Corban Joseph provides a feel-good moment during latest loss

Imagine that you played nearly 1,000 minor league games, yet your phone was not ringing off the hook last winter when some players were scrambling for minor league jobs. But you eventually got one at Double-A Bowie with the Orioles. Then in June you got called up to the majors. Until then your MLB experience consisted of two games and six at-bats.

But that call to the majors lasted just five days. Then nine days after being sent back to the minors, you are designated for assignment. You clear waivers, go back to Double-A and put the finishing touches on a very solid year. Your phone rings and you get yet another call to the major leagues. This was one was pretty surprising. Heck, so was the first one.

That all happened this year to 29-year-old Corban Joseph, the younger brother of O’s catcher Caleb Joseph. He’s been a minor league lifer and when players so dedicated to the game and their careers get a shot in the majors, if your heart is beating at all, it is hard not to feel good for them.

orioles-dugout-sidebar.jpgHe’s not a real-life Crash Davis, but Joseph has played in 1,054 minor league games. Last night he played in his 11th in the majors, ninth with the Orioles.

There was Joseph pinch-hitting with the bases loaded in the seventh and Chicago leading the Orioles 7-2. The Birds were a few outs from another lackluster loss. But Joseph worked the count full and, on the ninth pitch of the at-bat, singled to center to score two runs. With one swing, his MLB total of RBIs tripled to three. Again, hard not to feel good for a person and player like that. Joseph sparked a four-run rally and while the Orioles came up short yet again, he did all he could.

“Really just trying to get my timing to get a good pitch to hit,” Joseph said of his at-bat against White Sox right-hander Ian Hamilton. “Fortunate enough to get a fastball down the middle and put enough wood on it to get it up the middle. With bases loaded just try to simplify a plan. Trying to hit a ball up in the middle. If you get under the ball, it’s a sac fly and a basehit can score two.”

Joseph hit .312/.381/.497 for Double-A Bowie with 30 doubles, two triples, 17 homers, 73 runs, 68 RBIs and an OPS of .878. He filled up the stat sheet and was selected to both the Eastern League mid-season All-Star game and the postseason All-Star team.

At 29, he re-established a career. In the quiet of the Orioles clubhouse last night after defeat No. 105 he reflected on his 2018 season and thanked the staff at Bowie for helping him show his talent this summer.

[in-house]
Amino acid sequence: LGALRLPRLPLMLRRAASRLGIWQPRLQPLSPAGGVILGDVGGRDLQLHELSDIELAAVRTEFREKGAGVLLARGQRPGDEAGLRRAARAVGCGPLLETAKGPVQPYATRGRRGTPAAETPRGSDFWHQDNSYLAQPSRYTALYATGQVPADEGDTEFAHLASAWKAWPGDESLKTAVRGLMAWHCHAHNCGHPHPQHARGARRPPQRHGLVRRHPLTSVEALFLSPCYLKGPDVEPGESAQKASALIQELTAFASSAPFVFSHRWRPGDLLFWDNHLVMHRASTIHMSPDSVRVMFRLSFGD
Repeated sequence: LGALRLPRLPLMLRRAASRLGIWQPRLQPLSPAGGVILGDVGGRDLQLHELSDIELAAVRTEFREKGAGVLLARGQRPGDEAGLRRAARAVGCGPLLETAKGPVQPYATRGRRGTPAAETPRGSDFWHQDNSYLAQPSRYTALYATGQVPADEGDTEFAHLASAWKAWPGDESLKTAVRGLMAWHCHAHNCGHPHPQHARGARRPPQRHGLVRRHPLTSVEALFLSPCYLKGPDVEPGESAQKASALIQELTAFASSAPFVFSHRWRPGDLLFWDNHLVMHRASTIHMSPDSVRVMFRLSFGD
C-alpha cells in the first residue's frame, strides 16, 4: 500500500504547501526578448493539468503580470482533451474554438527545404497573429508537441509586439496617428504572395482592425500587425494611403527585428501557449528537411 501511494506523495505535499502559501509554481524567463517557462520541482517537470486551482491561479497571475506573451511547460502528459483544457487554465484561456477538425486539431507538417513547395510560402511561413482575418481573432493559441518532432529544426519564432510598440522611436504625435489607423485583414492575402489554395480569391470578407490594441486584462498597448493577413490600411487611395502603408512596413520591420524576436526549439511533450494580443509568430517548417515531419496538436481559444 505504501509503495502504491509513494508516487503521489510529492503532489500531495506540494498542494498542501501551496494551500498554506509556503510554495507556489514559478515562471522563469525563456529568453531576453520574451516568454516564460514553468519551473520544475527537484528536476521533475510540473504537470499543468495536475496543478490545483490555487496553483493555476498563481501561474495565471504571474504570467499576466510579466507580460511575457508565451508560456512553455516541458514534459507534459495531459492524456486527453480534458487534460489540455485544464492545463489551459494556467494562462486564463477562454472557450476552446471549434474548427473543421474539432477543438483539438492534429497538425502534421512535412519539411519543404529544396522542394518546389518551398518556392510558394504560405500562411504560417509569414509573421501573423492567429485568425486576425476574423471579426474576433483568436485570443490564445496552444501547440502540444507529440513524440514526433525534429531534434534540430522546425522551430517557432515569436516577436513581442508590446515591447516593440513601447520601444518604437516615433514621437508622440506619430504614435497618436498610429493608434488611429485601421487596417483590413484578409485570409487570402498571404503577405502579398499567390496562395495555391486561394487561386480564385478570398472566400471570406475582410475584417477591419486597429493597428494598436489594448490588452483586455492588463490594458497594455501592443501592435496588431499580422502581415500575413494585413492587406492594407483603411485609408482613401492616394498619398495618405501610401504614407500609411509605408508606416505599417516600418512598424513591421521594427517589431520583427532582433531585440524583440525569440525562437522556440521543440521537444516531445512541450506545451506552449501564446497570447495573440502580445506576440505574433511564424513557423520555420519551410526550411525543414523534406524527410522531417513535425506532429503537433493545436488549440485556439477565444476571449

“It’s been a blessing,” said Joseph. “Going back to even before the start of the year. This offseason, not really getting a lot of calls and you know getting a small opportunity over here. Just have tried to do the best I can with what I’ve got. Was fortunate to make the team in Bowie and had one of the best years I’ve had in my career.

“A lot of that is to Keith Bodie, who pushed me a lot, our hitting coach. Gary (Kendall, Bowie manager) pushed me to play every day. I can’t remember the last time I played 122 games. It was all around a fun year.”

A year that now leads him to no longer thinking about the possible end of his career, but what the 2019 season might hold for him. If the Orioles don’t bring him back and you would think they have plenty of reason to do just that, another organization certainly would come calling.

“Yeah, absolutely. I’m excited about next year,” said Joseph.

More about last night: The 2018 Orioles (42-105) are two losses from tying the 1988 Orioles for most losses in one season. At least, thanks in part to Joseph, the offense did get going last night. The Orioles have scored 11 runs the past two games after scoring 14 the previous six games.

When right-hander Luis Ortiz left his first MLB start after 1 2/3 innings with a hamstring injury, it was the latest short start by an Oriole pitcher. Over the past five games, Orioles starters have totaled 13 innings and four times went two innings or less. That is four times in five games. The O’s bullpen has been called on to pitch 31 innings in the same span.

The rotation ERA is 9.45 for the Orioles over the last eight games and 6.54 with just three quality starts over the last 17 games.

Center fielder Cedric Mullins had two hits last night and produced his first multi-hit game since Aug. 31 at Kansas City. Mullins was batting .122 in September before Friday’s game where he singled in the first and doubled in the ninth. He also reached on a walk and error, reaching base four times in five plate appearances.

Mullins talked to me recently about hanging in there during some of his recent struggles at the plate.

“I’ve always heard that when you first come up, there might be some struggles,” he said. “I started off pretty well and pitchers made adjustments. It’s a matter of me slowing the game, figuring out what their approach is to me and making adjustments off of that.

“It’s purely mental,” Mullins added. “You just have to always keep your head in the game and not let the amount of failure you’re having get in the way of future success. It’s a matter of continuing to push through and continuing to learn. There is a learning curve.”

On Friday, Mullins was named the Orioles 2018 minor league Player of the Year. Pitchers Keegan Akin and Zac Lowther are co-winners of the Pitcher of the Year award. Click here for more on all the award winners announced yesterday. They will be honored tonight at Oriole Park during a pregame ceremony.

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